The largest category of the race is the T9 Mixed, with an always-varied and colourful array of combinations, attitudes and aptitudes with one constant uniting all – enthusiasm for the task! At the pointy end of the field, “The Tortoise and The Hare” (Wayne, Laura & Shaun Lewis, Hannah Walmsley, Alice Wallett, Brendan Johnston, Emily Ryan and Lily Anderson), were covering all bases and definitely left their tortoise at home as they cruised to victory in an arresting 9:48:30. “Results Racing” (Michelle Welch, James Adams, John & Anna McPherson, Michael Reed, Matthew Shadwell, Rob Mudford & Gavin Jeffries) came in next with 10:14:17; while “Team Keeping It Real” (Janelle Ahern, Josh Wilkinson, Nic Moyle, Pete Quinn, Steve Roberton & Teresa Wynter) took 3rd placing with an exemplary showing of 10:23:23. Special mention to the first ever Mixed Team of 9 All Over 70, “74 and Mixed”, who would have established a new course record for this category, but for an unfortunate fall resulting in a fracture for gun runner Susan Archer, for whom we wish a full and speedy recovery!
THANKS TO ALL
Our gratitude to each and every member of the Triple-Tri family, and to the greater Canberra community who either enjoy, admire and appreciate – or at least tolerate – our incursions into their space each year. In particular, we thank Ron Thompson, Commodore of the YMCA Sailing Club, boat drivers Jim Daly & Jonathan Muller and all their members, who have for many years provided on-water assistance for the Lake Burley Griffin swim leg, and whose clubhouse formed such an ideal locale for the finish of the event; to John Birch and members of the Canberra Canoe Club; to Emma and the Lake Ginninderra Sea Scouts; to staff of so many departments of ACT Government as well as the NCA; Triathlon ACT Acting Director Emily Stacey and technical officials, in particular Petra Lean and Peter Simpfendorfer; To Andrew Öberg for endless tweaks of the course maps and files, and Richard Smyth for refinements of the MTB oourses; to sweepers and marshals Ellie Barrett, Peter Fogarty, Cassandra Spencer, Jan Melton, Aimee Carter, Paul Mahoney, Geoff Barker, Tim Mather, Geoff Breese, Sally Thauvette, Connie Clement, Caroline Werner, Glenn Theakston, Damir Maksan, Joe Andrews, Nic Bendeli, Kerrie Vaughan; to medical support personnel Mike Corrigan, Rebekah Stamatis, Matthew Sainsbury & Simon Whitehead; to the Project Managers and workers of WSP and Complex Co, who made it possible for us to access and ride through the Namarag Construction site at Coppins Crossing on the second bike leg; to Russ Baker for countless years of technical support and whose customised, amazingly detailed results displays we use to this day; to My Rainbow-Dreams café and to members of the Sri Chinmoy Marathon Team from Mongolia, Perth, Brisbane, Sydney and Canberra.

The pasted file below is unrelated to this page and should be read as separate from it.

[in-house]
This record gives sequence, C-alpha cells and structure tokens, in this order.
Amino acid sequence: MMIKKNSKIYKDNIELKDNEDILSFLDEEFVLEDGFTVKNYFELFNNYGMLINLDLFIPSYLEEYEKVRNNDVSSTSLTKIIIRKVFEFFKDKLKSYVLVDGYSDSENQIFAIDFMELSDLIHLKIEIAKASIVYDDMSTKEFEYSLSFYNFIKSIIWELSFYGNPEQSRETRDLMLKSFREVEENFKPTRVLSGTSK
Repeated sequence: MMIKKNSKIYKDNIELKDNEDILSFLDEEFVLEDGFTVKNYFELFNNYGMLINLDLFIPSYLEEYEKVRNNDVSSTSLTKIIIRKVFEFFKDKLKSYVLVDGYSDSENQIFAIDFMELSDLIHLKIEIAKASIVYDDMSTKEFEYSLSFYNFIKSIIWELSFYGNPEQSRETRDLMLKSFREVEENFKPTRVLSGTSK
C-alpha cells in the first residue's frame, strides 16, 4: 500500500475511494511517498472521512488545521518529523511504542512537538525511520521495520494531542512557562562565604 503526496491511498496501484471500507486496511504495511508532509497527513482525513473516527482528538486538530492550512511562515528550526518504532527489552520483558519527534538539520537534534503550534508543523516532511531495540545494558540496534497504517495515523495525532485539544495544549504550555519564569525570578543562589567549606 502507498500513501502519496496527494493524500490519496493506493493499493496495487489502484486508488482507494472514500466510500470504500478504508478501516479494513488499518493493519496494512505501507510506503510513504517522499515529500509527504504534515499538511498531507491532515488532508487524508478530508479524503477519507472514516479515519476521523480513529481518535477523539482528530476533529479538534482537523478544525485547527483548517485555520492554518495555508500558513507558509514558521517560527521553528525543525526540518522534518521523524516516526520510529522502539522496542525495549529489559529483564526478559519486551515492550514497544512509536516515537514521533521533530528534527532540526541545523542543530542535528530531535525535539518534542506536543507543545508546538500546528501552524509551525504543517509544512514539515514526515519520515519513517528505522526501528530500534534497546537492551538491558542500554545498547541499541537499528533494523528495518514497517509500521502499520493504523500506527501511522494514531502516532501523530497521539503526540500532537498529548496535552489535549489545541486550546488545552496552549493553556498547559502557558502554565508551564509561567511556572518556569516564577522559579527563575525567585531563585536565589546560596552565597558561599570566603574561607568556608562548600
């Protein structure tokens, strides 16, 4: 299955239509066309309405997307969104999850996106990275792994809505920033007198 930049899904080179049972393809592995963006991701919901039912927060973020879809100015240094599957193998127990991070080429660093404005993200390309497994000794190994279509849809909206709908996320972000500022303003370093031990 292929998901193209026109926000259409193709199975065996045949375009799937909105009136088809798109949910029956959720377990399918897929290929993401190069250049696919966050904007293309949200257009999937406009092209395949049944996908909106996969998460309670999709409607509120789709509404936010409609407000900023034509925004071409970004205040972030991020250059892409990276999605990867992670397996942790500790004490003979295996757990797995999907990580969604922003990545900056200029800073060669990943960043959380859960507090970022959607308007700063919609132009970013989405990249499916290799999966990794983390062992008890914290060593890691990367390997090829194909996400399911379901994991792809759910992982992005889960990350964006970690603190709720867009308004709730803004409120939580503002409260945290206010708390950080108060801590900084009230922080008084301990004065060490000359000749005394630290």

Stay well and stay inspired, family!